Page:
BFFs through the years

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Soul sisters, BFFs or kindred spirits. Call them what you will, strong female friendships are important to the health, wellbeing and happiness of most—if not all—women. However, time, priorities and circumstances test the bonds of even the tightest of friends, writes Nirmali Nuss.

Illustration: Sugiarto Kwan

Women have a tremendous capacity to make deep, lasting and emotional friendships from a very young age. These non-kinship social relationships are a pivotal part of any society. Friendship on a basic level depends on honesty, trust and loyalty. It enriches our lives and forges warmth, confidence and reassurance. ‘A friend is a person with whom I may be sincere. Before him I may think aloud,’ declared Ralph Waldo Emerson, an eminent nineteenth-century American poet.

Anecdotal evidence and peer surveys point to shifts, some minute and others seismic, in these personal relationships when friends take different paths in their lives. The closeness and intimacy of these ‘strong’ friendships are tested during transition stages such as when one party leaves for university, gets married, has children or gets a promotion.

The Roaring Twenties

The most difficult period of time to sustain female friendships is between the ages of twenty and forty. This period tends to see dramatic life changes, from tertiary education or moving away, to marriage, motherhood and career. Having a myriad of new responsibilities may cause one party to reprioritise friendships to a secondary level.

Some psychological experts argue that the intensity of female friendship begins to wane soon after a woman gets married and starts a family, as her spouse and children now fulfil her emotional needs. Mothers with babies and preschool-aged children barely have enough time to manage the little ones, juggle housework and run through a multitude of new and bewildering duties. This makes it tough to keep in regular contact with their besties.

Rita, 32, had a baby girl a year ago. She felt swamped keeping up with the constant feedings and nappy changes that she barely had time to chat with her girlfriends, let alone meet up with them for their bi-monthly movie and coffee dates. She felt that little by little her friends were growing colder towards her. While nothing was said directly to her, she got the message that they were unhappy with her when she was not invited to one of their birthday celebrations a year later.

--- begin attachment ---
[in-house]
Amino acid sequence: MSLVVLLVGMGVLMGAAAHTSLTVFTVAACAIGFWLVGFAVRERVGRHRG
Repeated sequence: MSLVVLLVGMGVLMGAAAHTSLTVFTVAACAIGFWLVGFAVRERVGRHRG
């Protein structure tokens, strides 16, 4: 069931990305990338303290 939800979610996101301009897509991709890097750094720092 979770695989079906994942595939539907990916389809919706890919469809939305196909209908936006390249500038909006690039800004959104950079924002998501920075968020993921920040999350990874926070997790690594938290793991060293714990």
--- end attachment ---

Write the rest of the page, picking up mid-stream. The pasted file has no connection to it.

Rapid globalisation in the past decade or so has seen more and more people relocate to other cities, often overseas, for reasons as varied as education, career, bringing up a family or retirement. The physical distance brought by the move can prove challenging for close friends who are used to regularly catching up in person.

Linda, a 40-something mother of two, had to move from Singapore to the United States when her husband was posted there for work. At her farewell party, her six good friends reaffirmed their commitment to stay close via emails, phone chats, Skype and visits. But after five years, she and her friends made fewer and fewer attempts to keep in touch. Linda admits that she is largely at fault because she was overwhelmed by the move and settling into a new country. During her latest visit back to Singapore, she did not catch up with any of her friends. She has since made new friends in the US. And while she misses her old friends, she is unsure whether she can ever be close to them again.